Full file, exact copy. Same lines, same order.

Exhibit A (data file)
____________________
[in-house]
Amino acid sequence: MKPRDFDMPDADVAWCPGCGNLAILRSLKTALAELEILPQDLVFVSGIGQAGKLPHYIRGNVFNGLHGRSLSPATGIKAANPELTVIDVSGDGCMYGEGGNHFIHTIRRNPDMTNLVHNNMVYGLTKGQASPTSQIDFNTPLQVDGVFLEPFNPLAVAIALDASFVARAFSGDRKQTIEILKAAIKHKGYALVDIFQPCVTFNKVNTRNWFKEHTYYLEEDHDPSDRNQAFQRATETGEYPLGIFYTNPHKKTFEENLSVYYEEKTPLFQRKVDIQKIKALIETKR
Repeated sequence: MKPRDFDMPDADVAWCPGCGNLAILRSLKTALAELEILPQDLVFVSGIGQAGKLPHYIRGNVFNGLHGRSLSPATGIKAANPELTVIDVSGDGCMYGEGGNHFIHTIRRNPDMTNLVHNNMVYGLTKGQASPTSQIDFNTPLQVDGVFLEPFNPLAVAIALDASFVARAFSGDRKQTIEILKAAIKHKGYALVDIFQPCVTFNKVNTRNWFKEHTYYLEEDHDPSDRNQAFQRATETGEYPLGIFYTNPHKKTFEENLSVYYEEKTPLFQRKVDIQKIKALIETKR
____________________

[in-house]
Amino acid sequence: MKPRDFDMPDADVAWCPGCGNLAILRSLKTALAELEILPQDLVFVSGIGQAGKLPHYIRGNVFNGLHGRSLSPATGIKAANPELTVIDVSGDGCMYGEGGNHFIHTIRRNPDMTNLVHNNMVYGLTKGQASPTSQIDFNTPLQVDGVFLEPFNPLAVAIALDASFVARAFSGDRKQTIEILKAAIKHKGYALVDIFQPCVTFNKVNTRNWFKEHTYYLEEDHDPSDRNQAFQRATETGEYPLGIFYTNPHKKTFEENLSVYYEEKTPLFQRKVDIQKIKALIETKR
Repeated sequence: MKPRDFDMPDADVAWCPGCGNLAILRSLKTALAELEILPQDLVFVSGIGQAGKLPHYIRGNVFNGLHGRSLSPATGIKAANPELTVIDVSGDGCMYGEGGNHFIHTIRRNPDMTNLVHNNMVYGLTKGQASPTSQIDFNTPLQVDGVFLEPFNPLAVAIALDASFVARAFSGDRKQTIEILKAAIKHKGYALVDIFQPCVTFNKVNTRNWFKEHTYYLEEDHDPSDRNQAFQRATETGEYPLGIFYTNPHKKTFEENLSVYYEEKTPLFQRKVDIQKIKALIETKR